This chapter discusses the concept of state crime and proposes a distinction between ‘core state crimes’ of organized murder, rape, theft, etc., and more ambiguous criminal activity. Focusing mainly on core state crimes, it reviews some of the main approaches to explaining state violence and corruption. It then explores the methods used by social scientists to study state crime. While ethnographic fieldwork is the central method of research, it is complemented by a range of other sources of quantitative and qualitative data. These include, for example, the analysis of social media content and satellite imagery.

Book

Cover The Oxford Handbook of Criminology

Alison Liebling, Shadd Maruna, and Lesley McAra

As the most comprehensive and authoritative single volume on the subject, the seventh edition of the acclaimed Oxford Handbook of Criminology is a completely revised collection of 44 essays by leading authors in the field. It is organized into four sections: constructions of crime and justice; borders, boundaries, and beliefs; dynamics of crime and violence; and responses to crime. Criminology is expanding its borders and seeking new answers to questions of crime and punishment, citizenship, and democratic living, including issues of state crime and globalization. Some of the newest areas of study in criminology include migration, asylum, and the integration of global populations following war or famine; privacy and the governance of ‘big data;’ and the movement to abolish the police and prisons. All of these topics, as well as classic questions of the causes and consequences of crime, receive attention here. The editors have also made room for greater inclusiveness and diversity, with a wider range of newer scholars, and taking account of new developments in the fields of zemiology and green criminology, as well as previously neglected themes such as victimology, sexual violence, and atrocity crimes. The chapters contain extensive references to aid further research, and the book is accompanied by an online resource centre featuring: selected chapters from previous editions; guidance on answering essay questions; practice essay questions; web links; and figures and tables from the text.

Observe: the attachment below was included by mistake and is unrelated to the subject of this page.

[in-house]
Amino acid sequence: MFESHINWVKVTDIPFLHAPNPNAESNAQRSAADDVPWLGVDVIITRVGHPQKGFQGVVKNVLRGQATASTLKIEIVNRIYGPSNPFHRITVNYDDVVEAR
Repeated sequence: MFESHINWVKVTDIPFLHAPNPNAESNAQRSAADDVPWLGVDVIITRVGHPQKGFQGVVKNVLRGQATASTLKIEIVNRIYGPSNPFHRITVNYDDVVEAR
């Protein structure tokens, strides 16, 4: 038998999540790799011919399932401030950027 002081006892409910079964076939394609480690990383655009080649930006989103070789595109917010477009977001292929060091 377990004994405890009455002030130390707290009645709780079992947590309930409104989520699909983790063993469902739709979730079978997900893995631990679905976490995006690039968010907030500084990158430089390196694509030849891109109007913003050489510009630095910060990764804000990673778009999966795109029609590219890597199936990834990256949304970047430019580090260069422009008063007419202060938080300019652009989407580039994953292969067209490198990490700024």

Book

Cover The Oxford Handbook of Criminology

Edited by Alison Liebling, Shadd Maruna, and Lesley McAra